Sunday, March 3, 2024

The university’s oldest improv group, the Rubber Chickens, gears up for another semester

Arts and CultureThe university’s oldest improv group, the Rubber Chickens, gears up for another semester
Courtesy of Caroline Berger
The Rubber Chickens, whose troupe from last year is pictured here, were formed in 1997.

Senior Reporter

The Rubber Chickens Improv group is one of the university’s improv-centered Registered Student Organizations, and it recently had its auditions for the fall semester on Sept. 7th and 9th. This semester, as in-person events are becoming more frequent, the group is planning for a year full of improv shows and workshops. 

The Rubber Chickens were formed at the university in 1997, making them the oldest running improv group on campus. Caroline Berger, a senior art history and art conservation major and vice president of the Rubber Chickens, explained what the group’s approach to improv is.

“We largely consider ourselves short-form improv … it’s shorter, as the name suggests, but it’s usually games with set rules,” Berger said. “It’s very chaotic and very fun, but there’s these very strict rules for how the scenes are set up and how they work.”

According to Berger, Rubber Chickens rehearsals are typically two times a week for three hours, and they consist of three parts. First are warm-ups, which help the group to get into the improv mindset for rehearsal and may consist of short rhythm games.

Then they do some exercises, which consist of improv games that they wouldn’t normally do in shows but are good for practice nonetheless. They like to use this time for experimentation and trying out new characters.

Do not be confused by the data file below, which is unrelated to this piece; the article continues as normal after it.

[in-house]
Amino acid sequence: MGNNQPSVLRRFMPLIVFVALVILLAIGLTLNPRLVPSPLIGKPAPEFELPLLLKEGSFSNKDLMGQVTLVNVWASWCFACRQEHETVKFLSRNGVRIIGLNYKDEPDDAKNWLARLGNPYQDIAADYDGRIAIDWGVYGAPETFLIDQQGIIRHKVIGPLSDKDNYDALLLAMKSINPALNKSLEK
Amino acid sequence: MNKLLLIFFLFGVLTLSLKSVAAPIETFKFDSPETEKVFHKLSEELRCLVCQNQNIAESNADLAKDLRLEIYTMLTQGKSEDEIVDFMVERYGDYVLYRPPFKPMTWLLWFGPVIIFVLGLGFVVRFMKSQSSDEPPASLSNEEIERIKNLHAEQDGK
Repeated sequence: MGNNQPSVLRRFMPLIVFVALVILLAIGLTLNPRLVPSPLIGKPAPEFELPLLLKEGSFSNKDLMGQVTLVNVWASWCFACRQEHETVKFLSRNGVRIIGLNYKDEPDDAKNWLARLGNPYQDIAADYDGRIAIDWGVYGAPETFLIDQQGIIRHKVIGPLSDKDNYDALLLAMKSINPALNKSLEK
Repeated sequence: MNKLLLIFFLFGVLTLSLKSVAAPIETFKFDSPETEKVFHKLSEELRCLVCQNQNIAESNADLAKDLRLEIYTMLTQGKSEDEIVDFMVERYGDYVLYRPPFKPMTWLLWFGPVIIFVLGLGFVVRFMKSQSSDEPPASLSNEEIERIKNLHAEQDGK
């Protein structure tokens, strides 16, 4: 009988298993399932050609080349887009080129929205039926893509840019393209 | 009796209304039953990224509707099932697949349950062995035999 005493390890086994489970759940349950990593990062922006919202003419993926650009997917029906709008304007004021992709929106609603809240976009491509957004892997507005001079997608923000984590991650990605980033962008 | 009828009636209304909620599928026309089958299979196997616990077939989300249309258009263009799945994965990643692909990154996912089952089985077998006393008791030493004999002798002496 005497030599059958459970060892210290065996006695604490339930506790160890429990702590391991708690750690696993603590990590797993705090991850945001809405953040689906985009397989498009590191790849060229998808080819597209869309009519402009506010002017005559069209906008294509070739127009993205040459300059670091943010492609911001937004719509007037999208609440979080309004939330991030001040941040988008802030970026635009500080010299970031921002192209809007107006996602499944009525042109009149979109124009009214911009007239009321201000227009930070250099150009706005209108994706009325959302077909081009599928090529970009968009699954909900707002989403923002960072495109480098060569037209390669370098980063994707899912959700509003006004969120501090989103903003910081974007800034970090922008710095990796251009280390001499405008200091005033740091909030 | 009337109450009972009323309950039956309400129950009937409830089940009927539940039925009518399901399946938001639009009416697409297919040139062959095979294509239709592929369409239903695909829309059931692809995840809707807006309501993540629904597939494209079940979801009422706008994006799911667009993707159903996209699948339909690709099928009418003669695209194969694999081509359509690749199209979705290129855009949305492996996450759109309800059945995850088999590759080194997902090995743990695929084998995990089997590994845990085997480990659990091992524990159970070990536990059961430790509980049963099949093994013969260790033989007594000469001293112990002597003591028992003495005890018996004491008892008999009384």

Finally, they rehearse games that they will be performing in upcoming shows to strengthen their skills within those specific games and to be well-practiced for performances. Additionally, the group usually likes to pick a theme or a subject to focus on for that week of practice so they can develop different skills, such as character development. 

According to Berger, another important aspect of being a Rubber Chicken is the connection between members.

“It’s really impossible to do improv if you’re not super close with the people you’re doing improv with,” Berger said. “You have to be able to read their minds on stage; you have to know what to expect from them, and to be honest, you’re spending six hours a week with these people. It’s so much more fun to be best friends with them than it is to even just be acquaintances.”

Other such traditions that encourage bonding between group members include getting dinner together and hanging out outside of rehearsal time. During non-pandemic times, that additionally took the form of day trips to professional improv theaters to see shows. The group also has a tradition of spending spring break in Chicago and seeing many improv performances whilst exploring other attractions in the city. 

An audition is required to join the Rubber Chickens. They hold auditions every year, and although they have an eight-to-ten member cast, they try to put people on the group that are intuitive and energetic. Both auditions and all rehearsals are currently fully masked events, as safety is important to the group.

“At the end of the day we want to perform live and we want to hang out with people live,” Berger said. “Improv does not work if you can’t have an audience [or] if you can’t be there physically in-person.”

The Rubber Chickens do shows once a month, usually with different themes and games for each. Additionally, throughout the year they do special shows such as Rook Show, which features all its new members, Senior Show, which showcases its graduating members and King of the Hill, which is an improv competition. Furthermore, the group occasionally holds improv workshops and their improv festival called DISCO (Delaware Improv and Sketch Comedy O-Festival), where they invite professional improv groups as well as groups from other schools.

This year, the Rubber Chickens hope to hold all of these events and get the university community involved with improv again.

Berger expressed that the Rubber Chickens wants students to volunteer and be a lively audience because “there’s nothing better than a really obnoxious audience for improv.”




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